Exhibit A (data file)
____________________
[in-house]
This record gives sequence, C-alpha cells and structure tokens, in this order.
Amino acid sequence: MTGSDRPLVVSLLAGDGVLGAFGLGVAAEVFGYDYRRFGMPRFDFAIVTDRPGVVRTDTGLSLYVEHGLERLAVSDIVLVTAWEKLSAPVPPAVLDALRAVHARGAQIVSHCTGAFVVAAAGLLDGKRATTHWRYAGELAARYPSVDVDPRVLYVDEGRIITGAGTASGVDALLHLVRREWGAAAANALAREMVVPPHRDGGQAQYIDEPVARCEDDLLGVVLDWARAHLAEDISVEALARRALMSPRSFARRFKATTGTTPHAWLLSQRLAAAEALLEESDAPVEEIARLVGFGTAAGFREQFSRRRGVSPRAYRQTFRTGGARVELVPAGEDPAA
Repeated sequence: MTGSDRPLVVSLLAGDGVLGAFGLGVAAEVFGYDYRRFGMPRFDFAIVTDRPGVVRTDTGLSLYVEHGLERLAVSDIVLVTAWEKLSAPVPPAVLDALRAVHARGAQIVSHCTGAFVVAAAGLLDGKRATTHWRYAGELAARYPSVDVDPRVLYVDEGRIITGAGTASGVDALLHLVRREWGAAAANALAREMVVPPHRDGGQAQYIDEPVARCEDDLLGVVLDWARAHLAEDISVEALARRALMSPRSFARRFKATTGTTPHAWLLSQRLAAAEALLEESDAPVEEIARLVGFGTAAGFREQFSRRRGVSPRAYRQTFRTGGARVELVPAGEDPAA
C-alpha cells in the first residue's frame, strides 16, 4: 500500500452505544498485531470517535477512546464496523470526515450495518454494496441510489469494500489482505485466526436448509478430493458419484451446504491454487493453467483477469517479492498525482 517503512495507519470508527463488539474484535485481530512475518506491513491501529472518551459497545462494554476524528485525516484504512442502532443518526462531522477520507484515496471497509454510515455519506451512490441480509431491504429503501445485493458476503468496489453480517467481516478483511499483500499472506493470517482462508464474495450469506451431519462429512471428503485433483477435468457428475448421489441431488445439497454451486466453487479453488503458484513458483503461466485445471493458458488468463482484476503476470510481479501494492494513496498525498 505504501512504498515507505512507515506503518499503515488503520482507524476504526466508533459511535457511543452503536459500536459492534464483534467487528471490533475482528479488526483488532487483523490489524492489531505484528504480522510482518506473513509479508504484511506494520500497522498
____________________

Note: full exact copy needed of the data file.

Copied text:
[in-house]
This record gives sequence, C-alpha cells and structure tokens, in this order.
Amino acid sequence: MTGSDRPLVVSLLAGDGVLGAFGLGVAAEVFGYDYRRFGMPRFDFAIVTDRPGVVRTDTGLSLYVEHGLERLAVSDIVLVTAWEKLSAPVPPAVLDALRAVHARGAQIVSHCTGAFVVAAAGLLDGKRATTHWRYAGELAARYPSVDVDPRVLYVDEGRIITGAGTASGVDALLHLVRREWGAAAANALAREMVVPPHRDGGQAQYIDEPVARCEDDLLGVVLDWARAHLAEDISVEALARRALMSPRSFARRFKATTGTTPHAWLLSQRLAAAEALLEESDAPVEEIARLVGFGTAAGFREQFSRRRGVSPRAYRQTFRTGGARVELVPAGEDPAA
Repeated sequence: MTGSDRPLVVSLLAGDGVLGAFGLGVAAEVFGYDYRRFGMPRFDFAIVTDRPGVVRTDTGLSLYVEHGLERLAVSDIVLVTAWEKLSAPVPPAVLDALRAVHARGAQIVSHCTGAFVVAAAGLLDGKRATTHWRYAGELAARYPSVDVDPRVLYVDEGRIITGAGTASGVDALLHLVRREWGAAAANALAREMVVPPHRDGGQAQYIDEPVARCEDDLLGVVLDWARAHLAEDISVEALARRALMSPRSFARRFKATTGTTPHAWLLSQRLAAAEALLEESDAPVEEIARLVGFGTAAGFREQFSRRRGVSPRAYRQTFRTGGARVELVPAGEDPAA
C-alpha cells in the first residue's frame, strides 16, 4: 500500500452505544498485531470517535477512546464496523470526515450495518454494496441510489469494500489482505485466526436448509478430493458419484451446504491454487493453467483477469517479492498525482 517503512495507519470508527463488539474484535485481530512475518506491513491501529472518551459497545462494554476524528485525516484504512442502532443518526462531522477520507484515496471497509454510515455519506451512490441480509431491504429503501445485493458476503468496489453480517467481516478483511499483500499472506493470517482462508464474495450469506451431519462429512471428503485433483477435468457428475448421489441431488445439497454451486466453487479453488503458484513458483503461466485445471493458458488468463482484476503476470510481479501494492494513496498525498 505504501512504498515507505512507515506503518499503515488503520482507524476504526466508533459511535457511543452503536459500536459492534464483534467487528471490533475482528479488526483488532487483523490489524492489531505484528504480522510482518506473513509479508504484511506494520500497522498